Tuesday, January 01, 2008
A(nother) New Year
Posted by Hungry Hyaena
Born shortly after the northern hemisphere's winter solstice, on one of the year's darkest days, I'm accustomed to quiet, contemplative birthdays, and my thirtieth was no exception.
After waking, I drove a short distance from my parents' house to a place where I'd several days before noticed a deer carcass dumped in a roadside ditch. My choice of subject intrigued the few motorists that passed. Their cars slowed to a crawl as they peered through rain-streaked windows, concerned eyes moving from the rotting mass of flesh, fur and bone to me, hunched over my camera in the cold drizzle. Hoping to allay any misgiving, I smiled cheerfully and waved.
Later, in fading afternoon light, I stood on the Heron Hope dock and surveyed the marsh and estuary while my father plucked and gutted three mourning dove he shot in a friend's field. The air was humid and chilly. I held open a bag and my father deposited the cleaned bodies of the little birds, one after the other. Some crows called from the southwest, and an impressive flight of black ducks passed overhead on squeaky wings.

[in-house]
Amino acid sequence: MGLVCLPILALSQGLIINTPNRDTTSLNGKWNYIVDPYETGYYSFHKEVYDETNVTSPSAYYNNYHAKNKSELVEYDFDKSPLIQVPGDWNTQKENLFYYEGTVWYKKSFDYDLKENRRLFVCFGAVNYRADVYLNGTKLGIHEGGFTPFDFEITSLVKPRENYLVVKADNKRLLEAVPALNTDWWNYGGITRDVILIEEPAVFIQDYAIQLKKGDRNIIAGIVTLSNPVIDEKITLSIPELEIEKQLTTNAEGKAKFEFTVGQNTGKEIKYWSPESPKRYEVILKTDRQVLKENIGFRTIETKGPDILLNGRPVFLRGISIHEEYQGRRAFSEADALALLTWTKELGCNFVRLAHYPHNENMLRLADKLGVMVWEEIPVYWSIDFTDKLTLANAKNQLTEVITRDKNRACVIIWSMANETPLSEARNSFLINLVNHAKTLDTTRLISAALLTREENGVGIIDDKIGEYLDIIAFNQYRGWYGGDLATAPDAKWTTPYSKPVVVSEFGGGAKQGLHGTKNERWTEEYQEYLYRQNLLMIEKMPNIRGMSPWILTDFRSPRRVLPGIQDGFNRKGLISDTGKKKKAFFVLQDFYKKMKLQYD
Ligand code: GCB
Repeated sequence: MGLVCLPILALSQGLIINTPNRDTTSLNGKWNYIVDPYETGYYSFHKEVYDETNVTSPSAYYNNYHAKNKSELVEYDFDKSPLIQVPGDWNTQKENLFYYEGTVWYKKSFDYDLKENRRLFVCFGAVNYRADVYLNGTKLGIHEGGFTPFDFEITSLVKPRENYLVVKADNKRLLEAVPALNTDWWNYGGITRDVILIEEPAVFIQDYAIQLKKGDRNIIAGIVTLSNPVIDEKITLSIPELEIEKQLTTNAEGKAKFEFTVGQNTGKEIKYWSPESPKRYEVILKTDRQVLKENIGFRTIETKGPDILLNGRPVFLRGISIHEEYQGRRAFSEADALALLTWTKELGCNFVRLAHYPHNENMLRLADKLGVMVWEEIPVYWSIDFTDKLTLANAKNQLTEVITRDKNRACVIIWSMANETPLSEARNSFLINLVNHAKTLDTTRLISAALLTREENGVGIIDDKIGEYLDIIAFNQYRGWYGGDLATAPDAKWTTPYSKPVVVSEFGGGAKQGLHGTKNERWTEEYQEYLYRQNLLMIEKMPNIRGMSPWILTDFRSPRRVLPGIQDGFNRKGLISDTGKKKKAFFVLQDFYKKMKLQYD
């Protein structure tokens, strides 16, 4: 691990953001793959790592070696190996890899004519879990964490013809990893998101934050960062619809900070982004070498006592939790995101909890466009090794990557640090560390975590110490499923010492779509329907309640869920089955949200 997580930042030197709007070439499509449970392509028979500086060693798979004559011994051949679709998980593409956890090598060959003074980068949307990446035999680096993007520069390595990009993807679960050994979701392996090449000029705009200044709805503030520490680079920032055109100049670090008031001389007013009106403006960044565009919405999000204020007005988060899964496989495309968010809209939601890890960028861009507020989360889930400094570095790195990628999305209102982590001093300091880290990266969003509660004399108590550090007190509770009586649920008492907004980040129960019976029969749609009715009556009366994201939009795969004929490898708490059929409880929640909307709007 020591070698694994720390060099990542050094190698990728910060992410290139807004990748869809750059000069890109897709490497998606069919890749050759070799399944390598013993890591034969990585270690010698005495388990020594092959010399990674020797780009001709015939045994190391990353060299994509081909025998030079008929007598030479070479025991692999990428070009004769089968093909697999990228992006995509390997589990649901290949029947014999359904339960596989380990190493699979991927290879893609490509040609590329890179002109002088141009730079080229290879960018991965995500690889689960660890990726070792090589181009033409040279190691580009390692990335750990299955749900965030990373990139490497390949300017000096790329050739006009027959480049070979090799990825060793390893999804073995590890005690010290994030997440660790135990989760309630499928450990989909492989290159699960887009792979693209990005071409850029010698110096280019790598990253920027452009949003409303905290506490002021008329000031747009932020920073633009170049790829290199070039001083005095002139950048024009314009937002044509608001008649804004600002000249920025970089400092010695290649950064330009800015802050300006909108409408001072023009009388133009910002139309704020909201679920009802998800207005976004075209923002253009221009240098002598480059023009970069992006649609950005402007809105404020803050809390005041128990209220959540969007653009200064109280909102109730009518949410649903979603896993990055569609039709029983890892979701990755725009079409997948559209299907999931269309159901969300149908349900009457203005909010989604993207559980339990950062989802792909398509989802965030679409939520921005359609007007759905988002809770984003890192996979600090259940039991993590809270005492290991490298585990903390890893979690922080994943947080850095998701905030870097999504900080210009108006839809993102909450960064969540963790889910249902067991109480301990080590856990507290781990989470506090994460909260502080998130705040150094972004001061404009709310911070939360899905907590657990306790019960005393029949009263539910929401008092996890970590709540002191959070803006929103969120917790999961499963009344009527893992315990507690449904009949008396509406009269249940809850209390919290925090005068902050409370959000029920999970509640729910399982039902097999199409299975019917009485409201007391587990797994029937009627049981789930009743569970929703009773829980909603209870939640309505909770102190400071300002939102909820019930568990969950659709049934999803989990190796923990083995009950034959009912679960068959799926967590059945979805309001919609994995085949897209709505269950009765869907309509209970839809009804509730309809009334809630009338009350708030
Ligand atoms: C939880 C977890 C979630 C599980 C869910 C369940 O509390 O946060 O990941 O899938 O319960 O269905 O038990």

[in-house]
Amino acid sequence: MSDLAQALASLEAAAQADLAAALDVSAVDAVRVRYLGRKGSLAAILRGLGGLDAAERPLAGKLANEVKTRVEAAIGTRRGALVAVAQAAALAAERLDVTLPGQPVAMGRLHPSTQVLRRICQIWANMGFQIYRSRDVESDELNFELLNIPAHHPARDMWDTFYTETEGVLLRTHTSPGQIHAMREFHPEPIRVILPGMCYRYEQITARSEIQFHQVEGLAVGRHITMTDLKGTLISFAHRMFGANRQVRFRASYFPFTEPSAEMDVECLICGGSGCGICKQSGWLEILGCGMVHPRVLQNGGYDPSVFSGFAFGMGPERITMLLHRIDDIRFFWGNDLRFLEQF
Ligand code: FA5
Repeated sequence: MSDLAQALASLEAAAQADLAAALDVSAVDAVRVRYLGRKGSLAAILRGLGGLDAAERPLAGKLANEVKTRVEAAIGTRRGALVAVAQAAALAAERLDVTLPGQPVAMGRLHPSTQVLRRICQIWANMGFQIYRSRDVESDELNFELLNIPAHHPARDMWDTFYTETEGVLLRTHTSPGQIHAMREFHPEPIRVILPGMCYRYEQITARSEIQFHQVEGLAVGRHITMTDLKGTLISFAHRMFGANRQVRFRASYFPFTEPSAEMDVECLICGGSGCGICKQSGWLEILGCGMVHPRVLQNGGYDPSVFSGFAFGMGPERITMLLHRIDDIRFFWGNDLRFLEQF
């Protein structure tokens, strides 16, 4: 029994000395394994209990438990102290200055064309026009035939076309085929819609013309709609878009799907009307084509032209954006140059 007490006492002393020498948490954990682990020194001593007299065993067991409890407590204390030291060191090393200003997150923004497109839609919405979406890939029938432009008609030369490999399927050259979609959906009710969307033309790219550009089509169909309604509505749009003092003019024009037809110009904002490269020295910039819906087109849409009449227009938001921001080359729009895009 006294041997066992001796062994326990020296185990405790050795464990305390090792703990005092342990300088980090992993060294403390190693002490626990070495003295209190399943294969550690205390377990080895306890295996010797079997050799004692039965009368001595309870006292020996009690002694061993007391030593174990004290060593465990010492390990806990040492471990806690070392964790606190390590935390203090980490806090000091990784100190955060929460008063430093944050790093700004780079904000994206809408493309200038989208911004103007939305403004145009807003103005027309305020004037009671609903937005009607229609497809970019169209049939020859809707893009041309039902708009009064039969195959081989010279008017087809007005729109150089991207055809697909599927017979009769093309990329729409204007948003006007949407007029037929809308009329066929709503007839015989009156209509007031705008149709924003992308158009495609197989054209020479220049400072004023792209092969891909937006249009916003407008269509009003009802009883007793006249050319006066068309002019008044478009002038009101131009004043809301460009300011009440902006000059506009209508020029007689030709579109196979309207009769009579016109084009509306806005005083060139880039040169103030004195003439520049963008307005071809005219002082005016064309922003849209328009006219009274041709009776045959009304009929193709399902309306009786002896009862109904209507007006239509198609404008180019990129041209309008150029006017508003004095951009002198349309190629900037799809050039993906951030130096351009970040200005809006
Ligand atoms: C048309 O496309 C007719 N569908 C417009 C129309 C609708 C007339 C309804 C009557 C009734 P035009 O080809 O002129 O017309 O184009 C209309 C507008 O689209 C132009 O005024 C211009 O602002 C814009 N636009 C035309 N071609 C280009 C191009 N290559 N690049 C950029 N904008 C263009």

After nightfall I shared a meal with my parents and a friend. We discussed presidential candidates, the increasing surreality of American elections, San Francisco's changing neighborhoods, and the ahistorical silliness of transplanting sports franchises without changing the team name. We bled two bottles of merlot before I switched to beer and watched some Dave Chapelle stand-up on television.
Pleasantly buzzed and heavy with holiday treats, I eventually lay down on the couch, another year older, but more happy than I've been in years.
It's a rare, curious thing when one's perception of life transitions from the regular line of past, present and future to an ambiguous cycle of individual moments. This mode is necessarily fleeting, so difficult is it to reconcile with contemporary life. We flip through scrapbooks and retell stories of our youth; the ball drops, the clock counts down and the crowd's vague, anticipatory energy crescendos; a mark is made, the number changed; the owl falls on the quivering chaff.
Ring in the year of the brown rat. I'll also ring in another decade.
Photo credit: Hungry Hyaena, 2007